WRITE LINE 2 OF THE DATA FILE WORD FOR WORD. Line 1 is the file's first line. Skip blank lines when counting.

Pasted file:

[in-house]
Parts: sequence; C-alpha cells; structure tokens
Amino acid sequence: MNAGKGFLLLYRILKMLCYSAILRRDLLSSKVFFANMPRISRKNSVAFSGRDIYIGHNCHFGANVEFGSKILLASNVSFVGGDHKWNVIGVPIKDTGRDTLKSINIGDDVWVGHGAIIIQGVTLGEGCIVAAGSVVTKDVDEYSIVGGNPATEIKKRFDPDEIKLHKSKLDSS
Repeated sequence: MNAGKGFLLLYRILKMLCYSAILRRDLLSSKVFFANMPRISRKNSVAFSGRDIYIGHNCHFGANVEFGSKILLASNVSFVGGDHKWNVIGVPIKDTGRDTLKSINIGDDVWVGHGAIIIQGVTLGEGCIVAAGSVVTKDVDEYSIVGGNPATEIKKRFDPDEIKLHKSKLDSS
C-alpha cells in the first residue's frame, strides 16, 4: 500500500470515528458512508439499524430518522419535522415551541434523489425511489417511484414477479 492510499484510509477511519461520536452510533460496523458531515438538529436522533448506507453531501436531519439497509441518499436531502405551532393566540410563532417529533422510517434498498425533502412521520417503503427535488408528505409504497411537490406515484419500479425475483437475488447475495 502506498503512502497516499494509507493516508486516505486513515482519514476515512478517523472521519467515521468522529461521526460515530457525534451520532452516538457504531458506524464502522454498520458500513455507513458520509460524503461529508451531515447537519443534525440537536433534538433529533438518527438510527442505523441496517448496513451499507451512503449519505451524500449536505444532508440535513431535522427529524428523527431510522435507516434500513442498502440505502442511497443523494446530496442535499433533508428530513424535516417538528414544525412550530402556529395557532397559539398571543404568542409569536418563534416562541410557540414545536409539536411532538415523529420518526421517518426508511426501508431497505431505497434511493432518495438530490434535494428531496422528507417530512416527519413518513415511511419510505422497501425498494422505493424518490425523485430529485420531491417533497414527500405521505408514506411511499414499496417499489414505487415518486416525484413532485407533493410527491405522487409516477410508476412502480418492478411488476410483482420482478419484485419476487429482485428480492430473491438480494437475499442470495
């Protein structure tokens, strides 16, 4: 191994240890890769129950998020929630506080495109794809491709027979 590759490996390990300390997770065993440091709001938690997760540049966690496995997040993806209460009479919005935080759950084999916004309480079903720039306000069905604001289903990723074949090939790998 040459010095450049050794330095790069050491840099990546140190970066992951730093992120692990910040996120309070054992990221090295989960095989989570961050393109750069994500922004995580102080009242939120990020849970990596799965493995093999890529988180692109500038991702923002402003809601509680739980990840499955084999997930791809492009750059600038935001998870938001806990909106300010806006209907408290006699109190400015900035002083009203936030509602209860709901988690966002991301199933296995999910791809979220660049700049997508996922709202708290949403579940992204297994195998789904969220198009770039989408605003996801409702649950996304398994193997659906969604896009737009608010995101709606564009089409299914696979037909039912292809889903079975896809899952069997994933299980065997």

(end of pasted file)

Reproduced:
Parts: sequence; C-alpha cells; structure tokens